Crash Course in: Finding a business partner

You want to set up your own business and you have the kernel of an idea. But rather than go it alone, you'd prefer to find a partner to share the load. The question is, how do you find that significant other?

by Alexander Garrett
Last Updated: 09 Oct 2013

Get networked. Entrepreneurs rely heavily on networks, so join as many as you can, especially those specific to your industry. 'Approach it in a structured way,' says professor Nigel Lockett, director of the Leeds Enterprise Centre. 'Think about the opportunity you want to exploit and then set out to identify people who can help you.'

Consider brokers. A number of companies keep databases of potential enterprise directors. Organisations such as Directorbank (directorbank.com) are particularly good for finding an experienced pair of hands.

Look for complementary skills. Doug Richard, former Dragons' Den investor and founder of School for Startups, says most people's core competency falls into one of three 'buckets': sales, delivery or analytic. 'So you have to think about which one is you and then find the other two. It's a very common failing to hire people like yourself so you end up with three engineers, or three sales directors, and completely unbalanced.'

Seek input. Business ideas need a while to take shape, says Lockett. 'You have to continue evolving the business idea as you take it to market, and that means finding people who can help you to shape it.' Don't be afraid to look for people better than you, he adds. And find a partner who believes in the opportunity enough to be passionate about it.

Remember the T word. Trust - more specifically trustworthiness - is the most important quality you're looking for, says Richard. 'If you're running a business together, your partner will be doing stuff behind your back, so it's much better that you want to let him or her do that. The partner will also be watching your back.'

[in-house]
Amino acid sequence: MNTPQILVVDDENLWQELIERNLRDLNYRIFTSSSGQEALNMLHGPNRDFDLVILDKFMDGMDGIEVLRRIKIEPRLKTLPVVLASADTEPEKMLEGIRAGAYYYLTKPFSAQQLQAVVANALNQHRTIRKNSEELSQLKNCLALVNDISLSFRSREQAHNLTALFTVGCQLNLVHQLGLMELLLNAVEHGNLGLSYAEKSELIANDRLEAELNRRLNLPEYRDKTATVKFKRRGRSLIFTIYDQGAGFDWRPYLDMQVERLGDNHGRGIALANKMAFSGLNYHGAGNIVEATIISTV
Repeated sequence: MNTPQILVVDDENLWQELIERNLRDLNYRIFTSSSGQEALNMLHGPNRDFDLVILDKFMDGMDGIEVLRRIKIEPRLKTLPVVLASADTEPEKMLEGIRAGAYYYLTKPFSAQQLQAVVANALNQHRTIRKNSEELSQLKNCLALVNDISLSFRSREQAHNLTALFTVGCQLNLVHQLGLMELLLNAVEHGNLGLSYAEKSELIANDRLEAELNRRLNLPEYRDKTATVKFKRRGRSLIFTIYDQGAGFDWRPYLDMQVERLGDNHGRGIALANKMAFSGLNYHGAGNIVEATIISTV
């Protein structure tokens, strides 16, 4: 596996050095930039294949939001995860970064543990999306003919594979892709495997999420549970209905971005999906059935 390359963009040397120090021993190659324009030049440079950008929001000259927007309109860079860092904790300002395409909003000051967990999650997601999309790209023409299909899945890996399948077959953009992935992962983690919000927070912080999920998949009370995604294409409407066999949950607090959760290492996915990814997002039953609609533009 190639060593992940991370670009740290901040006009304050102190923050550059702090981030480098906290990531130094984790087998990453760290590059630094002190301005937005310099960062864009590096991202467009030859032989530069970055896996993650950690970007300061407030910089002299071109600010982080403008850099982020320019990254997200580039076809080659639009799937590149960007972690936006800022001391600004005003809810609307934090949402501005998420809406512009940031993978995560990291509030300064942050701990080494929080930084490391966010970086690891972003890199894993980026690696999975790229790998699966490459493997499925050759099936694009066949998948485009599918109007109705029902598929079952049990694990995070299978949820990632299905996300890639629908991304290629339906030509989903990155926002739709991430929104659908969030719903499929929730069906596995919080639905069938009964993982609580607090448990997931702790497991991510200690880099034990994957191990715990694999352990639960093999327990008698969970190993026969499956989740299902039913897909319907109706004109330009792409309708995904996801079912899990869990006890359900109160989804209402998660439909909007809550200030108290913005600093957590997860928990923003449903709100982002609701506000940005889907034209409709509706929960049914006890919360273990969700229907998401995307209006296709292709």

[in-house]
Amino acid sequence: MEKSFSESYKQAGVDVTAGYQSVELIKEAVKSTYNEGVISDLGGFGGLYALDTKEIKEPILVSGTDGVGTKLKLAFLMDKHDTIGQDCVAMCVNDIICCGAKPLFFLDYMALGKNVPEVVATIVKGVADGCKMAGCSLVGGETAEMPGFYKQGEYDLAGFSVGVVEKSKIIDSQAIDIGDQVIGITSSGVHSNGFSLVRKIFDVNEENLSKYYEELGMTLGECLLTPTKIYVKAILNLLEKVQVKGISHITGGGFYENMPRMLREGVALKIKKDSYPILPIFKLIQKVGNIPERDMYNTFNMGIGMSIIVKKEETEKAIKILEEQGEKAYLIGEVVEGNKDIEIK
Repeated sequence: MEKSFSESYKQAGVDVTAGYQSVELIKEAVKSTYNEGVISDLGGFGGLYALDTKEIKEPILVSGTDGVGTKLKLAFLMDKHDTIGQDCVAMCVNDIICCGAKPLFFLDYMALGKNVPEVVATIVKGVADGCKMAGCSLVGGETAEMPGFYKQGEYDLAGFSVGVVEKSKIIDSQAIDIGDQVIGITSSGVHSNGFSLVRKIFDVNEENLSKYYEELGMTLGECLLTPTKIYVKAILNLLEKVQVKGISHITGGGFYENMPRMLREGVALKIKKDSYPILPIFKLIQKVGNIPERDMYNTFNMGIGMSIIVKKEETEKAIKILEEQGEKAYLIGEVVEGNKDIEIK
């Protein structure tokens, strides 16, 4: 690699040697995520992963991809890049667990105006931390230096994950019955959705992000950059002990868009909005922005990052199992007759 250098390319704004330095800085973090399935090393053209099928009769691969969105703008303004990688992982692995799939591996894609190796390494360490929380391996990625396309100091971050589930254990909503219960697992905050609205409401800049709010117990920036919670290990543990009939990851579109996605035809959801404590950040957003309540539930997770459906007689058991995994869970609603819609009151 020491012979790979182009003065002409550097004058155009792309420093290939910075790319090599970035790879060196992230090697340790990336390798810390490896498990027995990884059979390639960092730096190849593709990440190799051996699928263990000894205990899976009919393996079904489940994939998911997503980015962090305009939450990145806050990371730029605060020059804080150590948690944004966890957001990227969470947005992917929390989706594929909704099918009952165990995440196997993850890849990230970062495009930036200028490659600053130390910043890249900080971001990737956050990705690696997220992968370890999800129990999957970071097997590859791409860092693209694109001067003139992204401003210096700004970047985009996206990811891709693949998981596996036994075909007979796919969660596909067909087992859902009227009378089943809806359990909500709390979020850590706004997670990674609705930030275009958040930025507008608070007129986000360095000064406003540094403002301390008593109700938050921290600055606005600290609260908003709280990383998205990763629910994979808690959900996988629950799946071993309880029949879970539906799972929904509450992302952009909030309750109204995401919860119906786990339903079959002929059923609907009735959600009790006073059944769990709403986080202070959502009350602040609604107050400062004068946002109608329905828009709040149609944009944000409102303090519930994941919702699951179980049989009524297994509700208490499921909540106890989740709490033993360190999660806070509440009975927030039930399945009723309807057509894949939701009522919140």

Do you have chemistry? Gut instinct is not a bad starting point, but you don't have to like the other person - it's more important to know you can work together even if you are opposite personalities. 'One thing that is important is to have the same work ethic,' says Dinah Bennett, director of the International Centre for Entrepreneurship and Enterprise (ICE). 'It's no good if one person turns round and says: "I'm doing all the work, he's not contributing."'

Get it on paper. You should always draw up some form of partnership agreement so that the details of what each is putting in and getting out are clear. 'It should cover things such as your vision, your plans, the resources each brings to the business, but also what happens if it is dissolved,' says Bennett.

Give it a road test. If you're not sure if it will work out, you can always invent some kind of trial. 'Working on a couple of smaller projects together is one way,' says Bennett.

Do say: 'This is my idea, I'm looking for someone to help me take it forward, with strengths I don't have.'

Don't say: 'Hey, you and me are so alike. We should go into business together!'

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